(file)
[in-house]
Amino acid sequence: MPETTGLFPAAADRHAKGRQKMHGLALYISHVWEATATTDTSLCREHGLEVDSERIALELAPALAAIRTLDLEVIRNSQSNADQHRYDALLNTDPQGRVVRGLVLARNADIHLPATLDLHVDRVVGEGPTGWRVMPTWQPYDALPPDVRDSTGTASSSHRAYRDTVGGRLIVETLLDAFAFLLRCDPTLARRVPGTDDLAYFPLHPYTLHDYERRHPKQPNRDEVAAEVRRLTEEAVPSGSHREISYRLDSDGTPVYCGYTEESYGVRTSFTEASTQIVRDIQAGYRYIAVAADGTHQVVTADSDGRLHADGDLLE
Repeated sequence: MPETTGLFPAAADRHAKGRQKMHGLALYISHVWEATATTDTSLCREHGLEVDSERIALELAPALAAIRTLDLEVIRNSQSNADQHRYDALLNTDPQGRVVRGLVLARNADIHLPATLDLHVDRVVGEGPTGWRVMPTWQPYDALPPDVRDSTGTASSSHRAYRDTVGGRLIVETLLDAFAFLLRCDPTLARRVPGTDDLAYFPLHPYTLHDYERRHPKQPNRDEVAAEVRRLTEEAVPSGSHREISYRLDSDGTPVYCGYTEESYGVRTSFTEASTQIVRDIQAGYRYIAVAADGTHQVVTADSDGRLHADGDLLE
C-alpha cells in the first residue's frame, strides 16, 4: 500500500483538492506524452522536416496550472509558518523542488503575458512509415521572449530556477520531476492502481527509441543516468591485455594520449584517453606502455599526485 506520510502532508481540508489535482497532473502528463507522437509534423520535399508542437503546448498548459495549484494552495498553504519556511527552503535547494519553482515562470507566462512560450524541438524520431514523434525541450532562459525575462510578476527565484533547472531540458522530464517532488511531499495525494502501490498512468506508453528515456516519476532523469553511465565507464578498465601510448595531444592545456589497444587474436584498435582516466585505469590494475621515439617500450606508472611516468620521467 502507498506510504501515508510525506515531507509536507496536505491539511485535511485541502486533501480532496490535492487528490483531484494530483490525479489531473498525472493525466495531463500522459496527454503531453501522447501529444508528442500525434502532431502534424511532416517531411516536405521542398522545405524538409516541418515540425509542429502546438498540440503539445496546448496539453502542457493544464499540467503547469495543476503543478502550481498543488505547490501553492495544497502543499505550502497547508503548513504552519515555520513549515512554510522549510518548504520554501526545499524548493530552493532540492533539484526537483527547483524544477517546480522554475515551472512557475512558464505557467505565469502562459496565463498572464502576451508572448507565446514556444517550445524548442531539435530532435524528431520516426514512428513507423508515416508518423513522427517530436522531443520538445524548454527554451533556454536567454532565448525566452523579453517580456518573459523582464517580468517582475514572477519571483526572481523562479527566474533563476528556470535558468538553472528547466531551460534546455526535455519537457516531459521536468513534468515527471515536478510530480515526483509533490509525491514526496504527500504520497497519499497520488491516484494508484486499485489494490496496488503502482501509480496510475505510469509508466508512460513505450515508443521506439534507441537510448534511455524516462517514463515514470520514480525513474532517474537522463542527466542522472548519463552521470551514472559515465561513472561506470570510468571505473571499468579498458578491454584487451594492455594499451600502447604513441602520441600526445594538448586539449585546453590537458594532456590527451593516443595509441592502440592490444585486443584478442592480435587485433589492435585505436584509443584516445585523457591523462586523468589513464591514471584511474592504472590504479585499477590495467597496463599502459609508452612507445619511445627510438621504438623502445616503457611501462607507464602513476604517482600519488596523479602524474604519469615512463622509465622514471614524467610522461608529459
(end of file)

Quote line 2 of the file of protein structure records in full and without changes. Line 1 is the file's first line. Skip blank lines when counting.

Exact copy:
Amino acid sequence: MPETTGLFPAAADRHAKGRQKMHGLALYISHVWEATATTDTSLCREHGLEVDSERIALELAPALAAIRTLDLEVIRNSQSNADQHRYDALLNTDPQGRVVRGLVLARNADIHLPATLDLHVDRVVGEGPTGWRVMPTWQPYDALPPDVRDSTGTASSSHRAYRDTVGGRLIVETLLDAFAFLLRCDPTLARRVPGTDDLAYFPLHPYTLHDYERRHPKQPNRDEVAAEVRRLTEEAVPSGSHREISYRLDSDGTPVYCGYTEESYGVRTSFTEASTQIVRDIQAGYRYIAVAADGTHQVVTADSDGRLHADGDLLE